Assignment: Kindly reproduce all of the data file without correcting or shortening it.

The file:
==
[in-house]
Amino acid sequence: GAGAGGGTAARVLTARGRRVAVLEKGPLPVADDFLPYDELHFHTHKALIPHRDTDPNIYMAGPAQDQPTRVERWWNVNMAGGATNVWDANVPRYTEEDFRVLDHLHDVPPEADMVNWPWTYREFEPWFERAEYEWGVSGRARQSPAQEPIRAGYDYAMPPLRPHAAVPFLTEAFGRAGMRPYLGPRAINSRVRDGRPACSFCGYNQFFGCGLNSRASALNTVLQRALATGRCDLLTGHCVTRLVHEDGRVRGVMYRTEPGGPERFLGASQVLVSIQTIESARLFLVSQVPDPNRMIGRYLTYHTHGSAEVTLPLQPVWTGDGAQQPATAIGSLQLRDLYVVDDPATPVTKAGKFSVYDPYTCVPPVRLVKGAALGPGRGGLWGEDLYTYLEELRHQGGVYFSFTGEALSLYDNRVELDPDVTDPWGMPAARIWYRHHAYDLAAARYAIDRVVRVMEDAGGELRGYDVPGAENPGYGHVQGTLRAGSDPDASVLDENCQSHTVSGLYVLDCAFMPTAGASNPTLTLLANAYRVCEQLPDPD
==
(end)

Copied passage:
[in-house]
Amino acid sequence: GAGAGGGTAARVLTARGRRVAVLEKGPLPVADDFLPYDELHFHTHKALIPHRDTDPNIYMAGPAQDQPTRVERWWNVNMAGGATNVWDANVPRYTEEDFRVLDHLHDVPPEADMVNWPWTYREFEPWFERAEYEWGVSGRARQSPAQEPIRAGYDYAMPPLRPHAAVPFLTEAFGRAGMRPYLGPRAINSRVRDGRPACSFCGYNQFFGCGLNSRASALNTVLQRALATGRCDLLTGHCVTRLVHEDGRVRGVMYRTEPGGPERFLGASQVLVSIQTIESARLFLVSQVPDPNRMIGRYLTYHTHGSAEVTLPLQPVWTGDGAQQPATAIGSLQLRDLYVVDDPATPVTKAGKFSVYDPYTCVPPVRLVKGAALGPGRGGLWGEDLYTYLEELRHQGGVYFSFTGEALSLYDNRVELDPDVTDPWGMPAARIWYRHHAYDLAAARYAIDRVVRVMEDAGGELRGYDVPGAENPGYGHVQGTLRAGSDPDASVLDENCQSHTVSGLYVLDCAFMPTAGASNPTLTLLANAYRVCEQLPDPD